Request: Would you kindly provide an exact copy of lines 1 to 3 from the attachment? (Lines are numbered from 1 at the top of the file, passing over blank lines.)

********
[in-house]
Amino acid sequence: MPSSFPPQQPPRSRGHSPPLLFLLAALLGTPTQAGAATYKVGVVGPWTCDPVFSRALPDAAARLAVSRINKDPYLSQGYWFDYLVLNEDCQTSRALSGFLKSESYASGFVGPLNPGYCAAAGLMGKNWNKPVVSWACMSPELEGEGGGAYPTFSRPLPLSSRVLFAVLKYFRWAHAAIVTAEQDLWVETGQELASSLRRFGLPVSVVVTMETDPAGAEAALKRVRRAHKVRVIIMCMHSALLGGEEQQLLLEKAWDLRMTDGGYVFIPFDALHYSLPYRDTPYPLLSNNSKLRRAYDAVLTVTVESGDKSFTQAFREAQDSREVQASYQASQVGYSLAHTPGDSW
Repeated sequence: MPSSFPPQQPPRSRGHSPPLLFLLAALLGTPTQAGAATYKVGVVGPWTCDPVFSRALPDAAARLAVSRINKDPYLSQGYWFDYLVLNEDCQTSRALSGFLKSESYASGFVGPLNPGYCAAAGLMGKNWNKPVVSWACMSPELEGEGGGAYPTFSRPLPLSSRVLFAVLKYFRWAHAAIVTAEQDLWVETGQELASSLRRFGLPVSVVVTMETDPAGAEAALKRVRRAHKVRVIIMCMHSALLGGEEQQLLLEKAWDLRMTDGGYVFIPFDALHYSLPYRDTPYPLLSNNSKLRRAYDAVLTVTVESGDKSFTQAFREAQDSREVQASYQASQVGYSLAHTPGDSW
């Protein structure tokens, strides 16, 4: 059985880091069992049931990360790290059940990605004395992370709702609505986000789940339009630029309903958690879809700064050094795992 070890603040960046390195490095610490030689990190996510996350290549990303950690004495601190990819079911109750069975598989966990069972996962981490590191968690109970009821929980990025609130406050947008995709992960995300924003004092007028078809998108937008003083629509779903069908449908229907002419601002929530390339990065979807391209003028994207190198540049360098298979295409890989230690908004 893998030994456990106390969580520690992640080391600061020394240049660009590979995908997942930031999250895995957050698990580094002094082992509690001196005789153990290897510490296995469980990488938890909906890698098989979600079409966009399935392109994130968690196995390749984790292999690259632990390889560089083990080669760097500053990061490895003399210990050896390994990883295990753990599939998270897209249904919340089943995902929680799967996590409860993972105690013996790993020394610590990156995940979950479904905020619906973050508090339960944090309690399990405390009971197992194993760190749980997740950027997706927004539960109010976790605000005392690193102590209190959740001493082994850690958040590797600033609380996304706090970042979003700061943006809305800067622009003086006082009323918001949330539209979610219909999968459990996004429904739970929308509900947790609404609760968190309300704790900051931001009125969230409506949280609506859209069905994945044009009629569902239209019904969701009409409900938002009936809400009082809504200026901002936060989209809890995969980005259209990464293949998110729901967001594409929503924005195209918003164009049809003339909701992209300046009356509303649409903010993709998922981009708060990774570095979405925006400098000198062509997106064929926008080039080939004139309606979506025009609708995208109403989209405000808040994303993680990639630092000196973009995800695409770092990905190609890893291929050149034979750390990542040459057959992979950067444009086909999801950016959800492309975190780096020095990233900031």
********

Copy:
[in-house]
Amino acid sequence: MPSSFPPQQPPRSRGHSPPLLFLLAALLGTPTQAGAATYKVGVVGPWTCDPVFSRALPDAAARLAVSRINKDPYLSQGYWFDYLVLNEDCQTSRALSGFLKSESYASGFVGPLNPGYCAAAGLMGKNWNKPVVSWACMSPELEGEGGGAYPTFSRPLPLSSRVLFAVLKYFRWAHAAIVTAEQDLWVETGQELASSLRRFGLPVSVVVTMETDPAGAEAALKRVRRAHKVRVIIMCMHSALLGGEEQQLLLEKAWDLRMTDGGYVFIPFDALHYSLPYRDTPYPLLSNNSKLRRAYDAVLTVTVESGDKSFTQAFREAQDSREVQASYQASQVGYSLAHTPGDSW
Repeated sequence: MPSSFPPQQPPRSRGHSPPLLFLLAALLGTPTQAGAATYKVGVVGPWTCDPVFSRALPDAAARLAVSRINKDPYLSQGYWFDYLVLNEDCQTSRALSGFLKSESYASGFVGPLNPGYCAAAGLMGKNWNKPVVSWACMSPELEGEGGGAYPTFSRPLPLSSRVLFAVLKYFRWAHAAIVTAEQDLWVETGQELASSLRRFGLPVSVVVTMETDPAGAEAALKRVRRAHKVRVIIMCMHSALLGGEEQQLLLEKAWDLRMTDGGYVFIPFDALHYSLPYRDTPYPLLSNNSKLRRAYDAVLTVTVESGDKSFTQAFREAQDSREVQASYQASQVGYSLAHTPGDSW